What is gut flora?
Your gut flora refers to the makeup of bacteria that resides in your gut, lines your intestines and helps you digest food (amongst a myriad of other things it now seems). The gut holds around 100 trillion microorganisms, which means you have 10 times more bacteria IN your body than all of the human cells that make up your entire body.
Its amazing to think here is more genetic material residing in the bacteria you are carrying around inside your body, than you actually have in your own genome. We are all basically just big walking meat houses for bacteria.
Currently, scientists are identifying key communities of bacteria in the human body, in much the same way they logged the human genome, in order to determine the impact gut flora has on health.
By comparing the makeup of gut flora in a healthy person to an unhealthy person, scientists hope to determine links between a person’s bacteria and the presence of diseases such as obesity and diabetes.
Although studies are still too young to assess whether certain bacteria can trigger disease, analysing gut bacteria might be the prevention tool used to diagnose disease earlier.
They have found that each of us hold one of three primary communities of bacteria
Healthy gut flora promotes normal gastrointestinal function, provides protection from infection, regulates metabolism and comprises more than 75% of our immune system.
You’re probably now thinking that I’m giving you a lesson within physiology but there is a point to be made.
Here is the exciting bit!…
New evidence suggests that the role of gut bacteria and the composition of our gut flora extends beyond digestion and immune function. An ideal ratio of gut flora is 80-85% and 15-20% of good and bad bacteria respectively. The ratio of bacteria will alter the way we store fat, how we balance levels of glucose in the blood, and how we respond to hormones that make us feel hungry or full.
So does gut health determine our body weight?
Depending on the composition of your “gut flora”, will determine how well your body functions and metabolizes food. Have you ever gone on a diet with a friend and maintained it for 5-6 weeks? Both of you will seemingly drop some weight but one might lose a greater amount? Why is this? You’re doing the same training sessions and eating the same meal plan. Some people might assume one has better genetics or one trained harder than the other? That’s quiet the logical answer and may possibly be a determining factor. But there needs to be more to it…and it seems there is.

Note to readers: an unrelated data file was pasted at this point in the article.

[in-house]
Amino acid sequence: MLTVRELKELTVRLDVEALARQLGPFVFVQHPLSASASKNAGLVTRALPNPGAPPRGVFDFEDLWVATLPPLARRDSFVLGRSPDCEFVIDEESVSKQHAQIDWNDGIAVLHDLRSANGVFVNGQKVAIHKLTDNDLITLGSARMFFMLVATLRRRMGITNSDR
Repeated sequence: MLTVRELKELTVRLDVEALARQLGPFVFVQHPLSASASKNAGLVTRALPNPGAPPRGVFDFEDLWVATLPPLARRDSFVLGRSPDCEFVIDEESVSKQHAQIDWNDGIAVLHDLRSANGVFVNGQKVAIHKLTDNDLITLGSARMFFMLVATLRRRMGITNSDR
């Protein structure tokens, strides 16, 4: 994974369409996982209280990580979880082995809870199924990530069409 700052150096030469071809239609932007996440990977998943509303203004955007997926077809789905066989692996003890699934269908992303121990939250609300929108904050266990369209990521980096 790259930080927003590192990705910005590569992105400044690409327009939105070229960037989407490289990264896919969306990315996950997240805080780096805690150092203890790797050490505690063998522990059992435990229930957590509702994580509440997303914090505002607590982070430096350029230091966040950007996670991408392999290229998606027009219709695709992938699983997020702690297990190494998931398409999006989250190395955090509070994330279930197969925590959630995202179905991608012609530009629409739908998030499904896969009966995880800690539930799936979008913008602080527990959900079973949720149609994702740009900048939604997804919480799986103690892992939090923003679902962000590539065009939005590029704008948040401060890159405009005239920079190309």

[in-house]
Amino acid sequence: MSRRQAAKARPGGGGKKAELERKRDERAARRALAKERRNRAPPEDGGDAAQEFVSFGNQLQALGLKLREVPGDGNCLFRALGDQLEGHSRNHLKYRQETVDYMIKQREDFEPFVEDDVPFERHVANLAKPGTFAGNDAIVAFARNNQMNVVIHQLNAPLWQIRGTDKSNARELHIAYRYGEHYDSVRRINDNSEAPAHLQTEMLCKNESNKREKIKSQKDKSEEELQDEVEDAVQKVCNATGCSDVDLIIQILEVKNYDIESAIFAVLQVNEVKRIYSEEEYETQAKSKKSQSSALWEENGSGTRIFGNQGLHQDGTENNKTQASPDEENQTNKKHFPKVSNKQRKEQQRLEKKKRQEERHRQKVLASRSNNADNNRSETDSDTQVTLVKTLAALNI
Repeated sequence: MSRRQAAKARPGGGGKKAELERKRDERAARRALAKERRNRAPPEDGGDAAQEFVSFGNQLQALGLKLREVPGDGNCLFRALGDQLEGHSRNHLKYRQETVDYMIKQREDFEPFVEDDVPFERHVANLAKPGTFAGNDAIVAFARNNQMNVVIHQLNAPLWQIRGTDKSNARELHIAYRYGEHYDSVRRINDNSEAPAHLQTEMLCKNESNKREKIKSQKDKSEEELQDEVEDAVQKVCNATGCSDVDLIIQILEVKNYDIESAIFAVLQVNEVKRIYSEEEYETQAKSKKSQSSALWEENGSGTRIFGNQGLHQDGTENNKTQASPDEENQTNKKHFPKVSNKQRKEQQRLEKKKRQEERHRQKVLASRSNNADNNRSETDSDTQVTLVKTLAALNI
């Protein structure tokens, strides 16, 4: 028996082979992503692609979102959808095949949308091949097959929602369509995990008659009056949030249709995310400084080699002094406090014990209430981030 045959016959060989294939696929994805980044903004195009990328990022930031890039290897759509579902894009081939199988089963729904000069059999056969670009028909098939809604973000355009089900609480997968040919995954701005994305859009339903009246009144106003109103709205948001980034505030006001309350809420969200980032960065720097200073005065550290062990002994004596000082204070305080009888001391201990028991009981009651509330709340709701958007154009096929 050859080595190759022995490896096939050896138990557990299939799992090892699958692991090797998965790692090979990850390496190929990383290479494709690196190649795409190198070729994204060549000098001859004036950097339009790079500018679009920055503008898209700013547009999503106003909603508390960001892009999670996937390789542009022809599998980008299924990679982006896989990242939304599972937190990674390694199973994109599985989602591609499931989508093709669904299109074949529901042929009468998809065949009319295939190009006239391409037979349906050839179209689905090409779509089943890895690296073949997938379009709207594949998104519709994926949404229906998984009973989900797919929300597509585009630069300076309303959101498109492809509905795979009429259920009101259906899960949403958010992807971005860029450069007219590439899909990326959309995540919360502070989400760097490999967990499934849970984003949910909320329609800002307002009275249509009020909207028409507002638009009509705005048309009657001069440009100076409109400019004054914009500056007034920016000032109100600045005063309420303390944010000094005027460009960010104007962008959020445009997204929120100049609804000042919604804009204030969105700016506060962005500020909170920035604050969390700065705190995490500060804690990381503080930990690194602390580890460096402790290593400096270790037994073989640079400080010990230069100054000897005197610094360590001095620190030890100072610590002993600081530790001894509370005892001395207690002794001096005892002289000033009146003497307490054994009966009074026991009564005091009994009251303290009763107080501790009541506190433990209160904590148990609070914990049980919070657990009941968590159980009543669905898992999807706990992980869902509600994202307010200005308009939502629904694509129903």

I’m sure you have heard people complain that there metabolism has ‘slowed down’, or has always been slower than say a skinnier person. Chances are good (especially for women) they have indeed slowed down their metabolism by not eating enough calories for an extended period of time but more so, if their gut flora composition is not well balanced or “dysregulated”, this will alter body composition, hunger hormones and how well food is metabolized.
Studies have demonstrated that individuals with poor gut flora will increase the rate at which carbs and fatty acids are absorbed resulting in an amplified storage of fat. In lay terms and linking back to the previous example given, this means that despite eating and training the same as your friend who has good gut flora, you will store more fat on the body as a result of poor gut health. Therefore, it can be said the gut flora composition of an individual is a key indicator of weight loss.
Ongoing research reveals that people with certain diseases often have a very different mix of bacteria in their intestines compared to healthier people. “Dysregulated gut flora” has a strong correlation with diseases inducing; Type 2 Diabetes, obesity, depressions, autism and many more. A recent study strengthened this correlation and found that a protein known as toll-like receptor 5 (TLR5) can influence obesity and metabolic diseases. Specifically, they used two groups 1) mice that had TRL5 and 2) mice who didn’t have the protein and were fed a high fat diet. Results found that mice without the TLR5 protein developed diabetes, fatty liver disease and gained weight. By lacking this protein, bad bacteria increased and caused inflammation within the gut resulting to these diseases.
In addition, insulin resistance (the first step to diabetes) developed which in turn increased their appetite. The most interesting part of the results occurred when scientists transferred the gut flora from the protein TRL5 deficient mice to the healthy mice. The skinny mice immediately started over eating and even more astonishingly, the obesity and diabetes was transferred to the skinny mice. These results highlight the colossal effect gut flora has on weight loss and health.
For now, scientists are only making links between a person’s bacterial makeup and the presence of diseases. Certain bacteria can strengthen the immune system, while others can promote inflammation that’s part of autoimmune diseases. We now know that people with diseases have more bad bacteria within their intestines, causing the inflammation. For this reason, looking at gut bacteria could become a way for doctors to diagnose certain diseases earlier and more accurately.
This leads to the biggest question “Can gut flora cure and/or reduce the risk of a disease?”
Of course there is no short term cure, however, if you make changes to your diet it can be possible to reshape your gut flora. Gut health is a relatively untapped area within research so scientists are still trying to determine how and why gut health influences health and more importantly which bacteria composition or “community” of bacteria we want to promote. At this stage we know that it’s beneficial to have a variation in the diet to help establish a diverse range of bacteria that can help break down all the different foods we eat.
If you have a wide range of bacteria to breakdown the different macronutrients, your body will be able to produce lots of different molecules that assists in determining how your body stores the food, how easy (or hard) it is to lose weight, and how well the metabolism functions. Current research also shows that athletes have more variation in their gut bacteria than non-athletes suggesting the importance exercise has on gut health.